Source Pravda.Ru

Dmitry Litvinovich: Who will capture Kabul?

The position war that continued for over a month is over. During the past few days, the Northern Alliance’s troops captured Masar-i-Sharif; Gerat; Talukan; and, according to last information, are at a distance of 25 km from Kabul. The Taliban losing positions everywhere and is falling back to the capital.

This change of the front lines was surprising for many observers. The Pentagon chief Donald Rumsfeld believes that such a wide advance of the Northern Alliance had caused disagreements between Al-Qaida and the Taliban’ leaders. According to him, these disagreements are about who must head the operations, where the forces must be used, and to where reinforcement must be sent.

It is not known whether or not the campaign is near its logical end or a long war lies ahead. The Taliban have not yet said their last word.

About the same time in New York, Afghanistan’s future is being discussed. Another question is what that future it will be. Today, Russian Foreign Minister Igor Ivanov carried held consultations with officials of Muslim countries. The main subject of the conversations was the post-conflict political settlement in Afghanistan. In this context, his meeting with Pakistani Foreign Minister Abdula Satar is especially important. Close contacts between the Taliban and Pakistan are well known, as well as Pakistan’s special position on this question.

Russia and Pakistan have similar positions on fundamental issues connected with Afghanistan’s future arrangement. At the meeting, certain requirements were worked out that future power bodies of Afghan state system should answer. There the are following principles among them. First, in Afganistan, there must be a coalition government formed on a broad ethnic and political base. Second, the government must be supported by the international community. Third, it must be friendly toward neighboring countries. Fourth, the future authorities must occupy themselves with the restoration of peaceful life in Afghanistan.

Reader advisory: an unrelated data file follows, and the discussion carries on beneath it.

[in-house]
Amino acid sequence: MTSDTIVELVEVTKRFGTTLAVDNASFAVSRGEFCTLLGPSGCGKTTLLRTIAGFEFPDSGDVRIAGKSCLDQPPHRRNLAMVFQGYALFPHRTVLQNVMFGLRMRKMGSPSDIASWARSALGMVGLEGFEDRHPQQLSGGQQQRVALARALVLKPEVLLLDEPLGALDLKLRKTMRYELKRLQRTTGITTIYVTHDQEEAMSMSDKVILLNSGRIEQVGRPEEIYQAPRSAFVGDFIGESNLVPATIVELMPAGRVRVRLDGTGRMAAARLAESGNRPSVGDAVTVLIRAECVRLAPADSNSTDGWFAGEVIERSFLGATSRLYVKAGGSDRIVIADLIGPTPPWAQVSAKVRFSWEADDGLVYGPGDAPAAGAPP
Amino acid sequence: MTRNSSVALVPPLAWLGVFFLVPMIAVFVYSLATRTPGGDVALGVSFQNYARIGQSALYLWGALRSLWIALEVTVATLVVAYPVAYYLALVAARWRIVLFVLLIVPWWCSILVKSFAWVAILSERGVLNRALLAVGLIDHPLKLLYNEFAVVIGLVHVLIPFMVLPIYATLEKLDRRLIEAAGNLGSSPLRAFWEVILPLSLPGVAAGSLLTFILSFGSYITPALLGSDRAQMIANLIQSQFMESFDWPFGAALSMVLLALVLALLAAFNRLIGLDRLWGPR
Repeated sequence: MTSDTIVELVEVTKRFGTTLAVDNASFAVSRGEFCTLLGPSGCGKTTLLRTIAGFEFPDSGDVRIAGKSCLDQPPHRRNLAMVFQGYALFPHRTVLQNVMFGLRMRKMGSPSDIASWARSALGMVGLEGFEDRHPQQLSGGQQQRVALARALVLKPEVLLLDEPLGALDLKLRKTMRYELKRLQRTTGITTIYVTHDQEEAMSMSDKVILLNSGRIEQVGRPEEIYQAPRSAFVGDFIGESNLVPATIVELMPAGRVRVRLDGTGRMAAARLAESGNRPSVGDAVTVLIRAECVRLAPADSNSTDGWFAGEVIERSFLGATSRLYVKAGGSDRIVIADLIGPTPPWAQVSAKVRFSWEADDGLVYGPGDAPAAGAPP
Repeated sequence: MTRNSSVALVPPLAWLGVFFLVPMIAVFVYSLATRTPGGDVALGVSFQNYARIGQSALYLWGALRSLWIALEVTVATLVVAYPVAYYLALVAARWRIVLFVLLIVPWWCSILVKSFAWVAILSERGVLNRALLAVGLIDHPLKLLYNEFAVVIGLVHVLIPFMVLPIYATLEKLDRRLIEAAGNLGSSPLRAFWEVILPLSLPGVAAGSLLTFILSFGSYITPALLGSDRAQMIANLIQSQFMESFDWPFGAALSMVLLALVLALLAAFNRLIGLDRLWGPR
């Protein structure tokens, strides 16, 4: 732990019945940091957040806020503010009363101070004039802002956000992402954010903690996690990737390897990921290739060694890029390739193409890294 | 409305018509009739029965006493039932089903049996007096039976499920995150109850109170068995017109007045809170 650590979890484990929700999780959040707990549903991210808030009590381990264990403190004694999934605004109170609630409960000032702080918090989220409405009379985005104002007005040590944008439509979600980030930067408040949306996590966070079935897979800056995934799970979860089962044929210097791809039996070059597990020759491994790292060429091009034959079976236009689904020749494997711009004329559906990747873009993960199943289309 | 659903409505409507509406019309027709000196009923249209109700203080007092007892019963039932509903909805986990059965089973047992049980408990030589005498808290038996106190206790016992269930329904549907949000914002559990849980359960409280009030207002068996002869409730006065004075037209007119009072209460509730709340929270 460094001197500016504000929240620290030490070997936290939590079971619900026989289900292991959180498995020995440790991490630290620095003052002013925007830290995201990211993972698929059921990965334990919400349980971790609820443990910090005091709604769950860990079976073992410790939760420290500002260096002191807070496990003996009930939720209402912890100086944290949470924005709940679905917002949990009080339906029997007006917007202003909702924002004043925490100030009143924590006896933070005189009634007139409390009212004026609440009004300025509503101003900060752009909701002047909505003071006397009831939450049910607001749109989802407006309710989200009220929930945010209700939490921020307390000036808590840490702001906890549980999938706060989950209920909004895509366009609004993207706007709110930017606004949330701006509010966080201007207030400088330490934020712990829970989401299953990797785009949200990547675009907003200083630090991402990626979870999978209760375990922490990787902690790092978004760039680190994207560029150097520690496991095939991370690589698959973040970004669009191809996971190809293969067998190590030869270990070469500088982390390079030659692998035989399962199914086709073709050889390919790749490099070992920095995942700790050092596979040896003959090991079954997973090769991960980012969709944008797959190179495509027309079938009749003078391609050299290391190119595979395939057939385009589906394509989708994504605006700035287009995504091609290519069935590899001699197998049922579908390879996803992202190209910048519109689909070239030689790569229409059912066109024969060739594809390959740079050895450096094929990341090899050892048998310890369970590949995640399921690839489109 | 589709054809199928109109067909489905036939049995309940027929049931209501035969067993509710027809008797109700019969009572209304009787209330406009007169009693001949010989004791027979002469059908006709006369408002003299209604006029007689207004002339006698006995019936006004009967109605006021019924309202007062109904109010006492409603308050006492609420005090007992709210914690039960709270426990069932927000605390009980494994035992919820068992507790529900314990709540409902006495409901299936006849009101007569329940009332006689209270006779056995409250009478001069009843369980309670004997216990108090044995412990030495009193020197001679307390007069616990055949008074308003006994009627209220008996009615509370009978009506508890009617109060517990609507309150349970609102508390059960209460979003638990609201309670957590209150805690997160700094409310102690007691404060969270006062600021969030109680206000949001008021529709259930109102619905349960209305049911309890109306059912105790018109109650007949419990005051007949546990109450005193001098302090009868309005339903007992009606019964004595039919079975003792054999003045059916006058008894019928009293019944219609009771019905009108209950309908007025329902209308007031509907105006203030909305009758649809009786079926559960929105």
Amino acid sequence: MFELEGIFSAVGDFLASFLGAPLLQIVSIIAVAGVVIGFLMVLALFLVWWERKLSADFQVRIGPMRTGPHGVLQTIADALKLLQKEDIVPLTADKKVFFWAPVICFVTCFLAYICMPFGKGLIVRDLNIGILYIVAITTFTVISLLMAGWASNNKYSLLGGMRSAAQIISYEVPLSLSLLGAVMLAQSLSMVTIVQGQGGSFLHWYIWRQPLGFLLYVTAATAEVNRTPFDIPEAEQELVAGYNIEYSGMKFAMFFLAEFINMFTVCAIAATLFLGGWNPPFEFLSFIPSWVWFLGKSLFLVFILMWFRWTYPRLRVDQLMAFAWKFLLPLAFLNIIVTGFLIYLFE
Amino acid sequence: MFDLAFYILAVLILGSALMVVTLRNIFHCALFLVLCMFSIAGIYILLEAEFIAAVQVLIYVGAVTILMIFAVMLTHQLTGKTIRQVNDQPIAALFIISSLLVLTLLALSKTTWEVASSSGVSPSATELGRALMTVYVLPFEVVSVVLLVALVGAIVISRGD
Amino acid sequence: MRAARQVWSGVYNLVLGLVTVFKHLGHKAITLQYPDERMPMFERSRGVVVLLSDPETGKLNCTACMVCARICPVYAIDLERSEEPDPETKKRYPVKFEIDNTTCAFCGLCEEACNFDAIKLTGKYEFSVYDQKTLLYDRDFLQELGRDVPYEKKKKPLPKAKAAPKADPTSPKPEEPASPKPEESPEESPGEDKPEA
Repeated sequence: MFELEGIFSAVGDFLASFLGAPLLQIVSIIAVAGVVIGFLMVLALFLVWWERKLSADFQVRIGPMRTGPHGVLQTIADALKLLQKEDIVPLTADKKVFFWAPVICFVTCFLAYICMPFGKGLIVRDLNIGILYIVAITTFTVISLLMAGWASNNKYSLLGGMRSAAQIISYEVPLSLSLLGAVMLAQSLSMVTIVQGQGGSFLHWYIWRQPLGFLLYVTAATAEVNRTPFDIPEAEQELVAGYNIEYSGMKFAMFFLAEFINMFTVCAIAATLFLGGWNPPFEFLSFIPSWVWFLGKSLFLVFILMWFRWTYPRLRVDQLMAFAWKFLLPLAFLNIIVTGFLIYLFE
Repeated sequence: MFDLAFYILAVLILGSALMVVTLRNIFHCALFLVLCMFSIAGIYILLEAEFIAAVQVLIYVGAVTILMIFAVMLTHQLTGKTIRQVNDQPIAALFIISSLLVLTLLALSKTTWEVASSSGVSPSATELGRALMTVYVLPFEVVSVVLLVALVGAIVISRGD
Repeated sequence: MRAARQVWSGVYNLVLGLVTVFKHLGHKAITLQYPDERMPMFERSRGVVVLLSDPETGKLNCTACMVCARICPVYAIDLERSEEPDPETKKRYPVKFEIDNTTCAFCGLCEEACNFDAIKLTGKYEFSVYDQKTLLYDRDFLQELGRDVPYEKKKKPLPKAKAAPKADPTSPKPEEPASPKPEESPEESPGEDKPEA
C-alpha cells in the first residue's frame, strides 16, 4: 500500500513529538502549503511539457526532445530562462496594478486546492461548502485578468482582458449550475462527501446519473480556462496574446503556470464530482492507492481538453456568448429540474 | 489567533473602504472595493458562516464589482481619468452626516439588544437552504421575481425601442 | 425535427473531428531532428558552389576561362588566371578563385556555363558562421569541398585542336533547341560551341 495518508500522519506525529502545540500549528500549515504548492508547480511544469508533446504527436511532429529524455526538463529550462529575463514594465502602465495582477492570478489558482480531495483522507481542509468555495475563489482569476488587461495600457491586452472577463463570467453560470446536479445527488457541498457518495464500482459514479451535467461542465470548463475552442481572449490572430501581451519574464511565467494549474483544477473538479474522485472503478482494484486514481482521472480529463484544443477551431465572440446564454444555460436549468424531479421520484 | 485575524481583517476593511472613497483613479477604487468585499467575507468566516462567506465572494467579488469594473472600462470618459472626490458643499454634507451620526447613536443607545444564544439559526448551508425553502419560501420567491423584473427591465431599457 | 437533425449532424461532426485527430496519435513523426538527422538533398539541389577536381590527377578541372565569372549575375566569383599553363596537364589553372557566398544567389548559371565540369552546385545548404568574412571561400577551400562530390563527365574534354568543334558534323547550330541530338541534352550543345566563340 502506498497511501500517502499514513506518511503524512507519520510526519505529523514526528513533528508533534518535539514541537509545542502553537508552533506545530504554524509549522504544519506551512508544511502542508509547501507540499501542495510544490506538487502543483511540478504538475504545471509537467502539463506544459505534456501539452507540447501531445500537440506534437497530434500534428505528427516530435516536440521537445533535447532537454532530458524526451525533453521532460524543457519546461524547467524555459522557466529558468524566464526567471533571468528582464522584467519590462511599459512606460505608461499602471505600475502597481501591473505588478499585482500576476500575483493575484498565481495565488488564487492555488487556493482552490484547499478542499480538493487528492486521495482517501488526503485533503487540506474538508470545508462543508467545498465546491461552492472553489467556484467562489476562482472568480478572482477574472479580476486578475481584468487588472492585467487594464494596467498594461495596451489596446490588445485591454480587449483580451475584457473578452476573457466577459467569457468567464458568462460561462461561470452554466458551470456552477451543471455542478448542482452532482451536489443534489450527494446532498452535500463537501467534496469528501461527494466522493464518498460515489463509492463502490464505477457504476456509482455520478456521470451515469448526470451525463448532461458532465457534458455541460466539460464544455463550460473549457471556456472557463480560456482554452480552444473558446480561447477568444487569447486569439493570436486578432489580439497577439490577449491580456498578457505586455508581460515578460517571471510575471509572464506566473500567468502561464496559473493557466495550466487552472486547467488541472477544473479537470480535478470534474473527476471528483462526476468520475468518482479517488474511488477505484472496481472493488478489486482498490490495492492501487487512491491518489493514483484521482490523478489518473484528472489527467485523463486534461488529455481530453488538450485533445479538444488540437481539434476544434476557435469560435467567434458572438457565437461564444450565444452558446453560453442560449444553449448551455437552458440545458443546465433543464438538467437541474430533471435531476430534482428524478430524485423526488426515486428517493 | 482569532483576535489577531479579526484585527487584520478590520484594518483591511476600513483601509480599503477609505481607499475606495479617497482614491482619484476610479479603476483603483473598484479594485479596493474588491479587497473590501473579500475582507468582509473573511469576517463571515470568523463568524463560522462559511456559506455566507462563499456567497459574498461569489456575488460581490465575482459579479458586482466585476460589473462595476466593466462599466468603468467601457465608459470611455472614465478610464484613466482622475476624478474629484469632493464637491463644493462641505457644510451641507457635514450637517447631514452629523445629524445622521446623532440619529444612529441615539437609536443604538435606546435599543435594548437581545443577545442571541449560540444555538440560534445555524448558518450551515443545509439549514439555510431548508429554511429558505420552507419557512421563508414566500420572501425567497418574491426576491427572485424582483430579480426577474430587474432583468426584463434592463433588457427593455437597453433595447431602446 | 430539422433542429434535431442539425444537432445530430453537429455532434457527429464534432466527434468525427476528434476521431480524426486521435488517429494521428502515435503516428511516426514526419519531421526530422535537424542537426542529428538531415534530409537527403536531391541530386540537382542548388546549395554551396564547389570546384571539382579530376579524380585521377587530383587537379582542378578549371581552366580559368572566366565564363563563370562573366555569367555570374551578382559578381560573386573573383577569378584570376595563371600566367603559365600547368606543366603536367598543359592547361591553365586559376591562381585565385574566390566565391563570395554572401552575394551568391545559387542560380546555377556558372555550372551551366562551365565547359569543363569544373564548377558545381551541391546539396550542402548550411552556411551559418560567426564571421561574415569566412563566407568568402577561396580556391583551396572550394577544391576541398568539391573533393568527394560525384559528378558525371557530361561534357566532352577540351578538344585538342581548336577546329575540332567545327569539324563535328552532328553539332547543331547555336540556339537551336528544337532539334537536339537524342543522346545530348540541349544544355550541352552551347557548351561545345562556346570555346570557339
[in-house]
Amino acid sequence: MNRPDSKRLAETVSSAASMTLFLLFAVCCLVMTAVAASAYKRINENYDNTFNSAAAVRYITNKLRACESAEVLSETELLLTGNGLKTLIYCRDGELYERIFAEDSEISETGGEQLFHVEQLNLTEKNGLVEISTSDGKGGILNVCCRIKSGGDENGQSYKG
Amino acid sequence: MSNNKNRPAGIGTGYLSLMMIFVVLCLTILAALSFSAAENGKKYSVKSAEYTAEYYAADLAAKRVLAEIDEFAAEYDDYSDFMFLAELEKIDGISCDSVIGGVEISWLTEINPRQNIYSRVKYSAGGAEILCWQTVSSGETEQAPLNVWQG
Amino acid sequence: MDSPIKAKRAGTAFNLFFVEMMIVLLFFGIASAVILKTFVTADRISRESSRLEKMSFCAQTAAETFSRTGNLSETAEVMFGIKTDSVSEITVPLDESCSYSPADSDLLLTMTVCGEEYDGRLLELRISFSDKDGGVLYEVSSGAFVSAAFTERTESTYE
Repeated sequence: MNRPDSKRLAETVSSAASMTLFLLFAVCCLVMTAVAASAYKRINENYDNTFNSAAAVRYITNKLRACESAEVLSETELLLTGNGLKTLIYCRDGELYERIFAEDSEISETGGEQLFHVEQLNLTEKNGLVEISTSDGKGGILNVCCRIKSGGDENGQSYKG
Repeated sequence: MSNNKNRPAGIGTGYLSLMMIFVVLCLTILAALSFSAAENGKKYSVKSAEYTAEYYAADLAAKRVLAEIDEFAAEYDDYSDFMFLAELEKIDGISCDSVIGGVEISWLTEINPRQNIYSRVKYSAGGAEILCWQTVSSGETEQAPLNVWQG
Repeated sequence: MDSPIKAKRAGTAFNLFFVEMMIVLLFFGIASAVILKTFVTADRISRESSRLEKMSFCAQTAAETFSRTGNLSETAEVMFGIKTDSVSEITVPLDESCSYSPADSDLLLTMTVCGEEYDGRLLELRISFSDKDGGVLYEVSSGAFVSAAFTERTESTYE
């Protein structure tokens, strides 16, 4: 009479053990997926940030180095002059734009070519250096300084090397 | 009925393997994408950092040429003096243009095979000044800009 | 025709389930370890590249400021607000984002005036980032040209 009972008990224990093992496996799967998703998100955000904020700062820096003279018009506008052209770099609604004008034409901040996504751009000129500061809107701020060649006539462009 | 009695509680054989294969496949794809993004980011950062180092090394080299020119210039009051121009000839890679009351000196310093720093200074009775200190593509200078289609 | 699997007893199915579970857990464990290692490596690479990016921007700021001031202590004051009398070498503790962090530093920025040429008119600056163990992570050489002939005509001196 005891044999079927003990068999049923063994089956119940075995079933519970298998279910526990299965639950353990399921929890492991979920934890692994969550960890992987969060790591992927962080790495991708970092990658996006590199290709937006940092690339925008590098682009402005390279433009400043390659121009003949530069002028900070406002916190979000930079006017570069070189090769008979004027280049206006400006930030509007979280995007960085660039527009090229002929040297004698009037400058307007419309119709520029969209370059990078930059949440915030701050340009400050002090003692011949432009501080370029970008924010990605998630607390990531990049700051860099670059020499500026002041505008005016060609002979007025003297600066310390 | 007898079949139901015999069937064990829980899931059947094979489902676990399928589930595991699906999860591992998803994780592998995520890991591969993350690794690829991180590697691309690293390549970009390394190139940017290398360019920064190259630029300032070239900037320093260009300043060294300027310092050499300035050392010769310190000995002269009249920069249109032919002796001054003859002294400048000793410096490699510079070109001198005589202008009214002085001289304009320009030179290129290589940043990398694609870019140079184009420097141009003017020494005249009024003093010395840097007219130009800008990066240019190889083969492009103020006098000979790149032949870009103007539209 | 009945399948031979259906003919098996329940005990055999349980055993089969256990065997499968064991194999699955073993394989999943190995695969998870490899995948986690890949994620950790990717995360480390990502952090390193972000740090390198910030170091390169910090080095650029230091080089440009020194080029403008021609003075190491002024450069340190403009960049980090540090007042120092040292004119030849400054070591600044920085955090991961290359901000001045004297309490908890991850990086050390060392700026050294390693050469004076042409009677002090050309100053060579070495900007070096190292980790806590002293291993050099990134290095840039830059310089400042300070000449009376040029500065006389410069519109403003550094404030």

Pakistani leader Perves Musharaf is now in a complicated situation. On one hand, he must support the anti-terrorist coalition while expecting from the US the cancellation of all sanctions against Pakistan and, if possible, the write off of the state debt. On the other hand, he cannot neglect the opinions of the people of his country. After coming to power as a result of a military coup, he should understand how easily he could loose everything. Now, he is supported by law enforcers, though the situation could change. This was why the Northern Alliance’s success complicated Islamabad's situation. As is well known, Pakistan is against Kabul’s occupation by the Northern Alliance, explaining that old scores would be settled between ethnic groups that could cause a continuation of the civil war.

Islamabad insists on Pashtoon representatives’ leading position in future political settlement in Afghanistan, who make about 60 percent of the Afghan population. For the time being, the US supports this position of Pakistan on this question, while considering the occupation of Kabul as untimely.

In such circumstance,the creation of a coalition between Pashtoon leaders is very important, which could resist the increasing military and political influence of the Northern Alliance. The Southern Alliance, which is being formed on the base of Pashtoon tribes and is supported by ex-Afghan king Zahir Shah, could be such a counterbalance.

Taking into account the situation, the occupation of Kabul becomes a kind of political prize, so not one of the sides, whether it is the Northern Alliance or the Pashtoon coalition, will hardly want to give up it up.

Dmitry Litvinovich PRAVDA.Ru

Read the original in Russian: http://pravda.ru/main/2001/11/12/33688.html

Several years ago, a prominent Indonesian businessman who now resides in Canada, insisted on meeting me in a back room of one of Jakarta's posh restaurants. An avid reader of mine, he 'had something urgent to tell me', after finding out that our paths were going to be crossing in this destroyed and hopelessly polluted Indonesian capital.

Capitalism reduced Indonesian cities to infested carcases

Several years ago, a prominent Indonesian businessman who now resides in Canada, insisted on meeting me in a back room of one of Jakarta's posh restaurants. An avid reader of mine, he 'had something urgent to tell me', after finding out that our paths were going to be crossing in this destroyed and hopelessly polluted Indonesian capital.

Capitalism reduced Indonesian cities to infested carcases
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